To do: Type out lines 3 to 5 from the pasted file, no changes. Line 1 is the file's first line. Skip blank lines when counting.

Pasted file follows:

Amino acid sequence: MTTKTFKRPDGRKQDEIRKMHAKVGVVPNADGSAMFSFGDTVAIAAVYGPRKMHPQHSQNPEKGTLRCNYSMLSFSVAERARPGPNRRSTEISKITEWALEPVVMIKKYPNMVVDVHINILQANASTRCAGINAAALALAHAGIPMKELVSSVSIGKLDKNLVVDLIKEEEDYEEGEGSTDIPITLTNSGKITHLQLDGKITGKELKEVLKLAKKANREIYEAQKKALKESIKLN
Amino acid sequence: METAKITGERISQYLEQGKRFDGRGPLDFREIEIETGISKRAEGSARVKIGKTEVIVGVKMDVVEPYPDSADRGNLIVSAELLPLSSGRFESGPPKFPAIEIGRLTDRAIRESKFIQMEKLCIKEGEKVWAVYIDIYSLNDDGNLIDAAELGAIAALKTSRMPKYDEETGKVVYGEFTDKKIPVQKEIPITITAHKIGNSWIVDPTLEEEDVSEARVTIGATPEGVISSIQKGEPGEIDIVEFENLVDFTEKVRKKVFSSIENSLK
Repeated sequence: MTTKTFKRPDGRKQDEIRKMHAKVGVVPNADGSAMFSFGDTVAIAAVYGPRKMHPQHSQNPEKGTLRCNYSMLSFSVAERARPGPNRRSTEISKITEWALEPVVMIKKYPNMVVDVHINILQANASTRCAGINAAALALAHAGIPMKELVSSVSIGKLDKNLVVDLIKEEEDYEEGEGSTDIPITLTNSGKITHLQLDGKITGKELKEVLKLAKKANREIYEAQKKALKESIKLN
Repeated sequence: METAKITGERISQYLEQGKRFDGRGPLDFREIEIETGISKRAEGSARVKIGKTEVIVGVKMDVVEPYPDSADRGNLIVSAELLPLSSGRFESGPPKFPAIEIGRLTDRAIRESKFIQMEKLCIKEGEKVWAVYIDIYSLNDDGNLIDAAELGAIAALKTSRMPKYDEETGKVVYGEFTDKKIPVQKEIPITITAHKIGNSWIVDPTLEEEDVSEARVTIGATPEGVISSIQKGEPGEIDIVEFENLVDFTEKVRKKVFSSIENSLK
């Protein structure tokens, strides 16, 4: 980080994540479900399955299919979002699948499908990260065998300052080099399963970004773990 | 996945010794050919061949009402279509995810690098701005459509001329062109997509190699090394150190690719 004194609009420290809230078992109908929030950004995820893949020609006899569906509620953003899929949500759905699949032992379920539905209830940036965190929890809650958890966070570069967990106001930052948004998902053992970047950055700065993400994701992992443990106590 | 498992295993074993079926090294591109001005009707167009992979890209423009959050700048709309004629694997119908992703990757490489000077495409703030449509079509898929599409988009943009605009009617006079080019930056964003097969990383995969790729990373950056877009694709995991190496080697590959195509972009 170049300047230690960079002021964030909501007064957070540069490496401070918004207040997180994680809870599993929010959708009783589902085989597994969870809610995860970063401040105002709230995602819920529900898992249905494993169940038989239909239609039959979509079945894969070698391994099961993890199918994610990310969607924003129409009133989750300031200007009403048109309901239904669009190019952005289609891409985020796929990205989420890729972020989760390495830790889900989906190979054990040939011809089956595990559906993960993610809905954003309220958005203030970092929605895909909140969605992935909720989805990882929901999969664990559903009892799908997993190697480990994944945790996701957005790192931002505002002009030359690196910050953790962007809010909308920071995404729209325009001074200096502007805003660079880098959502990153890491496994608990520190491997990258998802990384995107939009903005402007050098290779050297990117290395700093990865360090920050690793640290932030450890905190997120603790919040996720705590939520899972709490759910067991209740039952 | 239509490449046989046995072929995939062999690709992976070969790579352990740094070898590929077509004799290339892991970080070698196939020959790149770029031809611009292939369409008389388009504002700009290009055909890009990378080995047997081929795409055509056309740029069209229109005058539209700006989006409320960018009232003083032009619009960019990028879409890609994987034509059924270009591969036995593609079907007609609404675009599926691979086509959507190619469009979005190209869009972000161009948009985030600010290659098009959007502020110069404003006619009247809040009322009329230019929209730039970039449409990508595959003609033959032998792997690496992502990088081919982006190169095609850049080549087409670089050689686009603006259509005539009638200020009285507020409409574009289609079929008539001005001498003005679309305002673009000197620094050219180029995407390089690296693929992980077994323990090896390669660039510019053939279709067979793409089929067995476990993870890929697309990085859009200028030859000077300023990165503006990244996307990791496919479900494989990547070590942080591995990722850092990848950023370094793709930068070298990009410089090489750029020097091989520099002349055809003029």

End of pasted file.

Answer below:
Repeated sequence: MTTKTFKRPDGRKQDEIRKMHAKVGVVPNADGSAMFSFGDTVAIAAVYGPRKMHPQHSQNPEKGTLRCNYSMLSFSVAERARPGPNRRSTEISKITEWALEPVVMIKKYPNMVVDVHINILQANASTRCAGINAAALALAHAGIPMKELVSSVSIGKLDKNLVVDLIKEEEDYEEGEGSTDIPITLTNSGKITHLQLDGKITGKELKEVLKLAKKANREIYEAQKKALKESIKLN
Repeated sequence: METAKITGERISQYLEQGKRFDGRGPLDFREIEIETGISKRAEGSARVKIGKTEVIVGVKMDVVEPYPDSADRGNLIVSAELLPLSSGRFESGPPKFPAIEIGRLTDRAIRESKFIQMEKLCIKEGEKVWAVYIDIYSLNDDGNLIDAAELGAIAALKTSRMPKYDEETGKVVYGEFTDKKIPVQKEIPITITAHKIGNSWIVDPTLEEEDVSEARVTIGATPEGVISSIQKGEPGEIDIVEFENLVDFTEKVRKKVFSSIENSLK
């Protein structure tokens, strides 16, 4: 980080994540479900399955299919979002699948499908990260065998300052080099399963970004773990 | 996945010794050919061949009402279509995810690098701005459509001329062109997509190699090394150190690719 004194609009420290809230078992109908929030950004995820893949020609006899569906509620953003899929949500759905699949032992379920539905209830940036965190929890809650958890966070570069967990106001930052948004998902053992970047950055700065993400994701992992443990106590 | 498992295993074993079926090294591109001005009707167009992979890209423009959050700048709309004629694997119908992703990757490489000077495409703030449509079509898929599409988009943009605009009617006079080019930056964003097969990383995969790729990373950056877009694709995991190496080697590959195509972009 170049300047230690960079002021964030909501007064957070540069490496401070918004207040997180994680809870599993929010959708009783589902085989597994969870809610995860970063401040105002709230995602819920529900898992249905494993169940038989239909239609039959979509079945894969070698391994099961993890199918994610990310969607924003129409009133989750300031200007009403048109309901239904669009190019952005289609891409985020796929990205989420890729972020989760390495830790889900989906190979054990040939011809089956595990559906993960993610809905954003309220958005203030970092929605895909909140969605992935909720989805990882929901999969664990559903009892799908997993190697480990994944945790996701957005790192931002505002002009030359690196910050953790962007809010909308920071995404729209325009001074200096502007805003660079880098959502990153890491496994608990520190491997990258998802990384995107939009903005402007050098290779050297990117290395700093990865360090920050690793640290932030450890905190997120603790919040996720705590939520899972709490759910067991209740039952 | 239509490449046989046995072929995939062999690709992976070969790579352990740094070898590929077509004799290339892991970080070698196939020959790149770029031809611009292939369409008389388009504002700009290009055909890009990378080995047997081929795409055509056309740029069209229109005058539209700006989006409320960018009232003083032009619009960019990028879409890609994987034509059924270009591969036995593609079907007609609404675009599926691979086509959507190619469009979005190209869009972000161009948009985030600010290659098009959007502020110069404003006619009247809040009322009329230019929209730039970039449409990508595959003609033959032998792997690496992502990088081919982006190169095609850049080549087409670089050689686009603006259509005539009638200020009285507020409409574009289609079929008539001005001498003005679309305002673009000197620094050219180029995407390089690296693929992980077994323990090896390669660039510019053939279709067979793409089929067995476990993870890929697309990085859009200028030859000077300023990165503006990244996307990791496919479900494989990547070590942080591995990722850092990848950023370094793709930068070298990009410089090489750029020097091989520099002349055809003029």